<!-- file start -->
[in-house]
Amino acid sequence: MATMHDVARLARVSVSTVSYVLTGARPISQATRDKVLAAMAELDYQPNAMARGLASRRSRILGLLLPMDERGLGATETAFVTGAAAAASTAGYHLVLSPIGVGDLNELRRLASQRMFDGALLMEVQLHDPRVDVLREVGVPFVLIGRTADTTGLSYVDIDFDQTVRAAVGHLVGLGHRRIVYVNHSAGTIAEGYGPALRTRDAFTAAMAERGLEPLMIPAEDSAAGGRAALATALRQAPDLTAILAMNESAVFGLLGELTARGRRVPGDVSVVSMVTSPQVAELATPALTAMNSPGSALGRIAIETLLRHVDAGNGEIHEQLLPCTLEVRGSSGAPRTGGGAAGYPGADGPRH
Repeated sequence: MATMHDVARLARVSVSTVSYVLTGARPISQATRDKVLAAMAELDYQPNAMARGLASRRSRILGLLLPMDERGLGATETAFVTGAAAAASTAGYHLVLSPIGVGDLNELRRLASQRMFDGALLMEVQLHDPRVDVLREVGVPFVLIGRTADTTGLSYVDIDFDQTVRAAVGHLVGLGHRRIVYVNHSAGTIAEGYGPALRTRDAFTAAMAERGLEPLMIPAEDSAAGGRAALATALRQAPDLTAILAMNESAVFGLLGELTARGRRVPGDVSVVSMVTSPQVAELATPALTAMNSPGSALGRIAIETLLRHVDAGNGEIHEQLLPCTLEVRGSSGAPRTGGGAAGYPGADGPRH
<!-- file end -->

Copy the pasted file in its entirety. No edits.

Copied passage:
[in-house]
Amino acid sequence: MATMHDVARLARVSVSTVSYVLTGARPISQATRDKVLAAMAELDYQPNAMARGLASRRSRILGLLLPMDERGLGATETAFVTGAAAAASTAGYHLVLSPIGVGDLNELRRLASQRMFDGALLMEVQLHDPRVDVLREVGVPFVLIGRTADTTGLSYVDIDFDQTVRAAVGHLVGLGHRRIVYVNHSAGTIAEGYGPALRTRDAFTAAMAERGLEPLMIPAEDSAAGGRAALATALRQAPDLTAILAMNESAVFGLLGELTARGRRVPGDVSVVSMVTSPQVAELATPALTAMNSPGSALGRIAIETLLRHVDAGNGEIHEQLLPCTLEVRGSSGAPRTGGGAAGYPGADGPRH
Repeated sequence: MATMHDVARLARVSVSTVSYVLTGARPISQATRDKVLAAMAELDYQPNAMARGLASRRSRILGLLLPMDERGLGATETAFVTGAAAAASTAGYHLVLSPIGVGDLNELRRLASQRMFDGALLMEVQLHDPRVDVLREVGVPFVLIGRTADTTGLSYVDIDFDQTVRAAVGHLVGLGHRRIVYVNHSAGTIAEGYGPALRTRDAFTAAMAERGLEPLMIPAEDSAAGGRAALATALRQAPDLTAILAMNESAVFGLLGELTARGRRVPGDVSVVSMVTSPQVAELATPALTAMNSPGSALGRIAIETLLRHVDAGNGEIHEQLLPCTLEVRGSSGAPRTGGGAAGYPGADGPRH